On the Pacific Island of Yap Citizens Used What Unconventional Item as Currency?
Answer: Massive Stone Discs
On the island of Yap located in the Caroline Islands in the western Pacific Ocean, you’ll find something that is both a curiosity and delight to the casual reader and economist alike: an ancient currency system based entirely on enormous stone disks.
Centuries ago, explorers from the island of Yap adventured to distant islands and quarried stone disks, some of them weighing thousands of pounds, and brought them home to Yap. The stone disks are known as “Rai stones” and the reason behind their initial creation is unknown, but historically the Yapese people valued the disks because the material looked like quartz (they were the shiniest objects around).
The entire process was extremely difficult and involved the danger of the original journey, potential confrontations with other tribes, building rafts to float the disks, towing them home via sail-driven canoes, and then transporting them on the island of Yap itself, all of which contributed to how valuable the disks were to the Yapese peoples.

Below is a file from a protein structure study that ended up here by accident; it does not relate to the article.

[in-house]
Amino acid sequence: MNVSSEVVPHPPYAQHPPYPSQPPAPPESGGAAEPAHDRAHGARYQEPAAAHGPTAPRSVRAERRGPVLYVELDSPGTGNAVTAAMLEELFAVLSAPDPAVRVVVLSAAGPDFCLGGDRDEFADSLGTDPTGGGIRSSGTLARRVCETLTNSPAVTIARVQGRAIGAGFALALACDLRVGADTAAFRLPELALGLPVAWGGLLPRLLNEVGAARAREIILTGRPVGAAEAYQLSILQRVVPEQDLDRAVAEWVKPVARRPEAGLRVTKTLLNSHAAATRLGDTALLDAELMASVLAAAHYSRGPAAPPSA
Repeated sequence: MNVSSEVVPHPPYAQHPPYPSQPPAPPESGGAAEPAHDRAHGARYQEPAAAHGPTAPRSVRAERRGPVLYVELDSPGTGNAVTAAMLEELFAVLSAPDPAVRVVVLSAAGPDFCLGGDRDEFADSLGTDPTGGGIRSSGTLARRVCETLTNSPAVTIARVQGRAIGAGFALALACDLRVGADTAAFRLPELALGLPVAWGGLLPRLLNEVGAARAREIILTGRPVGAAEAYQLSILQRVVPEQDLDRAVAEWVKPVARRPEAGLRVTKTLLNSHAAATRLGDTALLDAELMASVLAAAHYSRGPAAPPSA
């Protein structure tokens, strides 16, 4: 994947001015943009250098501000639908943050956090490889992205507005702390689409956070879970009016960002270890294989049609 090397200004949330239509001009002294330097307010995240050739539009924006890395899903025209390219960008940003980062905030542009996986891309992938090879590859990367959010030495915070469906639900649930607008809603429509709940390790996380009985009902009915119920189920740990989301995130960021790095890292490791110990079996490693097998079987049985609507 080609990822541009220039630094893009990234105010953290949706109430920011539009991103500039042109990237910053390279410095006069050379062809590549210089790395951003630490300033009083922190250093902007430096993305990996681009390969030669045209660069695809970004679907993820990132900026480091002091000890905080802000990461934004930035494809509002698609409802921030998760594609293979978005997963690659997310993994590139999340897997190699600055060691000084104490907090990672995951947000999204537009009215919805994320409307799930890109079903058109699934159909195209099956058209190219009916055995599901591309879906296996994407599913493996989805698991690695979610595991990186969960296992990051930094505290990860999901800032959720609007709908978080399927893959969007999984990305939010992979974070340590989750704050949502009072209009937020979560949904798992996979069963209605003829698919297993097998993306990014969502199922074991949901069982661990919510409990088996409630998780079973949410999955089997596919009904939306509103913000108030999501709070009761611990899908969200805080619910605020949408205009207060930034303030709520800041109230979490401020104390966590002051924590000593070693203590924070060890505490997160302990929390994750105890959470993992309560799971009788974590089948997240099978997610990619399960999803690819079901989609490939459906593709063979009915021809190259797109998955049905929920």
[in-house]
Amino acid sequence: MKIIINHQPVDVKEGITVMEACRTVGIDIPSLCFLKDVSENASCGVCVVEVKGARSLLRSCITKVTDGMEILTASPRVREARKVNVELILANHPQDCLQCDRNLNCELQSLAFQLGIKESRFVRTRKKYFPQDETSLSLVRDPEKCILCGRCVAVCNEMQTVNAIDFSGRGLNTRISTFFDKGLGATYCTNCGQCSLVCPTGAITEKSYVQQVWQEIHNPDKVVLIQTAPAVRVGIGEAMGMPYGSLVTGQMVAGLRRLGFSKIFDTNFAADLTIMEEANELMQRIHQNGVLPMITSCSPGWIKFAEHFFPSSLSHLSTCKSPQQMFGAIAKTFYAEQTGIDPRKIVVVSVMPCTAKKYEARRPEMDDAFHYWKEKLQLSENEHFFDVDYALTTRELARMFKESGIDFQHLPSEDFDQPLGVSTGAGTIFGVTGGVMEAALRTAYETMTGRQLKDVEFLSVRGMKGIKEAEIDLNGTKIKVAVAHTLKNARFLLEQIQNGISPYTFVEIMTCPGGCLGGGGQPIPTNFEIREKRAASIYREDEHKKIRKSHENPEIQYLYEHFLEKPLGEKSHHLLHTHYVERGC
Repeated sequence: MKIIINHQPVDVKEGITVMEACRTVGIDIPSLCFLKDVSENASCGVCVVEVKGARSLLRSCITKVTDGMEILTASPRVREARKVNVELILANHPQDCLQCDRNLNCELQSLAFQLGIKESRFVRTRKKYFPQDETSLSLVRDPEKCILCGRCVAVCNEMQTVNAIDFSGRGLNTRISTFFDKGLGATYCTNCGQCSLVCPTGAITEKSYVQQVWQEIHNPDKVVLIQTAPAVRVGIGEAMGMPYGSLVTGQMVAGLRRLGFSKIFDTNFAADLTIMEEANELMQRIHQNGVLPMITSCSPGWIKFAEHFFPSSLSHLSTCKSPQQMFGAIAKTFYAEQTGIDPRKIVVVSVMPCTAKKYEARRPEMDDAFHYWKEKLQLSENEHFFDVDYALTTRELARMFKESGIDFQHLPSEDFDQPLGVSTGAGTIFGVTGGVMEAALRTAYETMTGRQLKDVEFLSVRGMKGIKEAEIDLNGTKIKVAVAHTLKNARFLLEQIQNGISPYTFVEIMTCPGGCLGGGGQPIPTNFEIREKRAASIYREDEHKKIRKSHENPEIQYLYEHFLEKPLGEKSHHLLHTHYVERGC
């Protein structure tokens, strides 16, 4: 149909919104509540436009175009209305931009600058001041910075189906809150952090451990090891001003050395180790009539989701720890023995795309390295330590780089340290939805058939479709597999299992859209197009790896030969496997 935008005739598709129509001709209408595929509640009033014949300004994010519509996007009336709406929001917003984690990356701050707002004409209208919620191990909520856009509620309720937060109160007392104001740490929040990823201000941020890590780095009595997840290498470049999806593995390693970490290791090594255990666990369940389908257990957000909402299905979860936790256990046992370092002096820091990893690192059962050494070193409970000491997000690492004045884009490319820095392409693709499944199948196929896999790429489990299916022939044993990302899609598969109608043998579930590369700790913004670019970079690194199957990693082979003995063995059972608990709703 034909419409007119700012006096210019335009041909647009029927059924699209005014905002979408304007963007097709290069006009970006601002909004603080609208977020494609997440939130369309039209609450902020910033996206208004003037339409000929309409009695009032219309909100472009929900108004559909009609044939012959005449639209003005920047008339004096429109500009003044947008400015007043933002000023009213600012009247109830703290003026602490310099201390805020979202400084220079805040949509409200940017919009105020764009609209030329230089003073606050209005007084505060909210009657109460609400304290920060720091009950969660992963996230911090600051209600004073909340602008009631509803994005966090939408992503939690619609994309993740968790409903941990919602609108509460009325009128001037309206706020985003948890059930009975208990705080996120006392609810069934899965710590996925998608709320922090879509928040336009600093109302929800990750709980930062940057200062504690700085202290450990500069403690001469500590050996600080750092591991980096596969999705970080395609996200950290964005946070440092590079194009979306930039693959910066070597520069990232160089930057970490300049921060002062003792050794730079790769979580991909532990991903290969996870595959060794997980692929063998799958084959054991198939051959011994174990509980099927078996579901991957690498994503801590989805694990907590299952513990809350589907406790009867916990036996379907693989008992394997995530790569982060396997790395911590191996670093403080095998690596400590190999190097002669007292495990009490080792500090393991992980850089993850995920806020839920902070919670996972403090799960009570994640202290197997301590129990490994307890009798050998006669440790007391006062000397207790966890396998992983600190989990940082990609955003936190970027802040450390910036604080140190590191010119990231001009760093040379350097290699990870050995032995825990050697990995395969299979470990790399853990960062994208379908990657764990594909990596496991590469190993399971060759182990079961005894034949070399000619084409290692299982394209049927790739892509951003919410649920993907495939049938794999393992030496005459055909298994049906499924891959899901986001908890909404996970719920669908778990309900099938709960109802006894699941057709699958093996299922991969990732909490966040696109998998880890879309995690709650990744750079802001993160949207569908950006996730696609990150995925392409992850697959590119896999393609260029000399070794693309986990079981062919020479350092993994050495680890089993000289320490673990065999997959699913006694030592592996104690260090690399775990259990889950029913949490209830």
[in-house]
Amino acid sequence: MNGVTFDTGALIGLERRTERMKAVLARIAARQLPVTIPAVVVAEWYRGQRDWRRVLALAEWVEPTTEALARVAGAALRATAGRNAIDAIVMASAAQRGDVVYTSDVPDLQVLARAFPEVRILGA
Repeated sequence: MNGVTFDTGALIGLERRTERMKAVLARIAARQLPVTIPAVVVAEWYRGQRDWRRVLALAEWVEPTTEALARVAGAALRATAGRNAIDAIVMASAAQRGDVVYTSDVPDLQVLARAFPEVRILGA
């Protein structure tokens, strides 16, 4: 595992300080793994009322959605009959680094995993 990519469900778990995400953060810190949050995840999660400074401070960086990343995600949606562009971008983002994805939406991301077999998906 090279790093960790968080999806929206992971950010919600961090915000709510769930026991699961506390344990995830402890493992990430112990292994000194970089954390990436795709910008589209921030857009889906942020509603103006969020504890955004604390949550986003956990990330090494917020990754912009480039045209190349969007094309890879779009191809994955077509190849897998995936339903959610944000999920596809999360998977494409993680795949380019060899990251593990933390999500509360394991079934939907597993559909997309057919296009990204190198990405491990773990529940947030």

At some point in the history of the island, the disks took on the role of currency and would be exchanged for other items of great value (like the purchase of land holdings, a home, or between families when their children married). What’s even more curious about the system is that because of their great weight, the stones were simply left where they were and their ownership was publicly changed.
Further, the original stones have retained their value. In the 1870s, a sea captain by the name of David O’Keefe imported a bunch of stones from the nearby islands, but the new stones were not perceived to have as high a value as the old stones. The new stones, in the eyes of the Yapese, were much less valuable because the effort and risk taken in acquiring them was much lower.
Today the Yapese use the U.S. dollar for daily expenses and purchasing, but the stones are still used for traditional and ceremonial occasions like marriage, transfers of land titles, political deals, etc.
Image courtesy of Yusuke Kawasaki.